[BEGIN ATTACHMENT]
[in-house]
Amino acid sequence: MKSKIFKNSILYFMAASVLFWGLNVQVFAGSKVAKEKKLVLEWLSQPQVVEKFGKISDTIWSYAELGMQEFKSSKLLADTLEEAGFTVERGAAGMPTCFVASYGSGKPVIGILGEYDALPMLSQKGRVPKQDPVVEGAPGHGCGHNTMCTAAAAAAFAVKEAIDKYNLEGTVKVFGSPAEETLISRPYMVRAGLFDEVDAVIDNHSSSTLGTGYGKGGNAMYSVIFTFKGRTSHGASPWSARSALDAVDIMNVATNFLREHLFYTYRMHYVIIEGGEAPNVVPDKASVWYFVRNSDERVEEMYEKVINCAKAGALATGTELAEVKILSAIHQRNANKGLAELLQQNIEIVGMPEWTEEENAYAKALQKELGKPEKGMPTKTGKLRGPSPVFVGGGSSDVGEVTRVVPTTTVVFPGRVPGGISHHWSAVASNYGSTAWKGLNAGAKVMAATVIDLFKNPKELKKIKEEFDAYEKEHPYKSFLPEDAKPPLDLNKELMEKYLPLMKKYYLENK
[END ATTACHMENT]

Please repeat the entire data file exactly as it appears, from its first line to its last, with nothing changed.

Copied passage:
[in-house]
Amino acid sequence: MKSKIFKNSILYFMAASVLFWGLNVQVFAGSKVAKEKKLVLEWLSQPQVVEKFGKISDTIWSYAELGMQEFKSSKLLADTLEEAGFTVERGAAGMPTCFVASYGSGKPVIGILGEYDALPMLSQKGRVPKQDPVVEGAPGHGCGHNTMCTAAAAAAFAVKEAIDKYNLEGTVKVFGSPAEETLISRPYMVRAGLFDEVDAVIDNHSSSTLGTGYGKGGNAMYSVIFTFKGRTSHGASPWSARSALDAVDIMNVATNFLREHLFYTYRMHYVIIEGGEAPNVVPDKASVWYFVRNSDERVEEMYEKVINCAKAGALATGTELAEVKILSAIHQRNANKGLAELLQQNIEIVGMPEWTEEENAYAKALQKELGKPEKGMPTKTGKLRGPSPVFVGGGSSDVGEVTRVVPTTTVVFPGRVPGGISHHWSAVASNYGSTAWKGLNAGAKVMAATVIDLFKNPKELKKIKEEFDAYEKEHPYKSFLPEDAKPPLDLNKELMEKYLPLMKKYYLENK